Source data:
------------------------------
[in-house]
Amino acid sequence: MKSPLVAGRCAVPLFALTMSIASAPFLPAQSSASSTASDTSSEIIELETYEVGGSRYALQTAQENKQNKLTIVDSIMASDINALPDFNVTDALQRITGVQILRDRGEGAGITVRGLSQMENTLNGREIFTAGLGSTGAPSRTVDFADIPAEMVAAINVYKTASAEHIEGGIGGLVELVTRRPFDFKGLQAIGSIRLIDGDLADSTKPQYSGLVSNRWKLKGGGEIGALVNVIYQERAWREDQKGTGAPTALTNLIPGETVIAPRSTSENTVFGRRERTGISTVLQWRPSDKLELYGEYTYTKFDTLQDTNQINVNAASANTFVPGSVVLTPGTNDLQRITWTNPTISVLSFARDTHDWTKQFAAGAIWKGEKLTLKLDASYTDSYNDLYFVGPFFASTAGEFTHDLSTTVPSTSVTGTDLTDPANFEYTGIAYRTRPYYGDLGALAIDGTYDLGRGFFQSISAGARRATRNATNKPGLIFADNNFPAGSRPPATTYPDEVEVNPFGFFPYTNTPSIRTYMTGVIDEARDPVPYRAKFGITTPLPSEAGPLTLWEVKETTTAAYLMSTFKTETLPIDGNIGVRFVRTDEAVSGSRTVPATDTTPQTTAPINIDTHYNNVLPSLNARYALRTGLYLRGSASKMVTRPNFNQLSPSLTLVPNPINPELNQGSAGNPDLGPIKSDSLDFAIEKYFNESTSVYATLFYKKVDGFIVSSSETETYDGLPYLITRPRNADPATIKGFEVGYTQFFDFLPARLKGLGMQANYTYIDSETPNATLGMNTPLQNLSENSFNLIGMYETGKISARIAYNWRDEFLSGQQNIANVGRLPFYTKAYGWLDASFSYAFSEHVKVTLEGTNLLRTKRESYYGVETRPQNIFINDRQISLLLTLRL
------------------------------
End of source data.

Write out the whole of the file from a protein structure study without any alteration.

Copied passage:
[in-house]
Amino acid sequence: MKSPLVAGRCAVPLFALTMSIASAPFLPAQSSASSTASDTSSEIIELETYEVGGSRYALQTAQENKQNKLTIVDSIMASDINALPDFNVTDALQRITGVQILRDRGEGAGITVRGLSQMENTLNGREIFTAGLGSTGAPSRTVDFADIPAEMVAAINVYKTASAEHIEGGIGGLVELVTRRPFDFKGLQAIGSIRLIDGDLADSTKPQYSGLVSNRWKLKGGGEIGALVNVIYQERAWREDQKGTGAPTALTNLIPGETVIAPRSTSENTVFGRRERTGISTVLQWRPSDKLELYGEYTYTKFDTLQDTNQINVNAASANTFVPGSVVLTPGTNDLQRITWTNPTISVLSFARDTHDWTKQFAAGAIWKGEKLTLKLDASYTDSYNDLYFVGPFFASTAGEFTHDLSTTVPSTSVTGTDLTDPANFEYTGIAYRTRPYYGDLGALAIDGTYDLGRGFFQSISAGARRATRNATNKPGLIFADNNFPAGSRPPATTYPDEVEVNPFGFFPYTNTPSIRTYMTGVIDEARDPVPYRAKFGITTPLPSEAGPLTLWEVKETTTAAYLMSTFKTETLPIDGNIGVRFVRTDEAVSGSRTVPATDTTPQTTAPINIDTHYNNVLPSLNARYALRTGLYLRGSASKMVTRPNFNQLSPSLTLVPNPINPELNQGSAGNPDLGPIKSDSLDFAIEKYFNESTSVYATLFYKKVDGFIVSSSETETYDGLPYLITRPRNADPATIKGFEVGYTQFFDFLPARLKGLGMQANYTYIDSETPNATLGMNTPLQNLSENSFNLIGMYETGKISARIAYNWRDEFLSGQQNIANVGRLPFYTKAYGWLDASFSYAFSEHVKVTLEGTNLLRTKRESYYGVETRPQNIFINDRQISLLLTLRL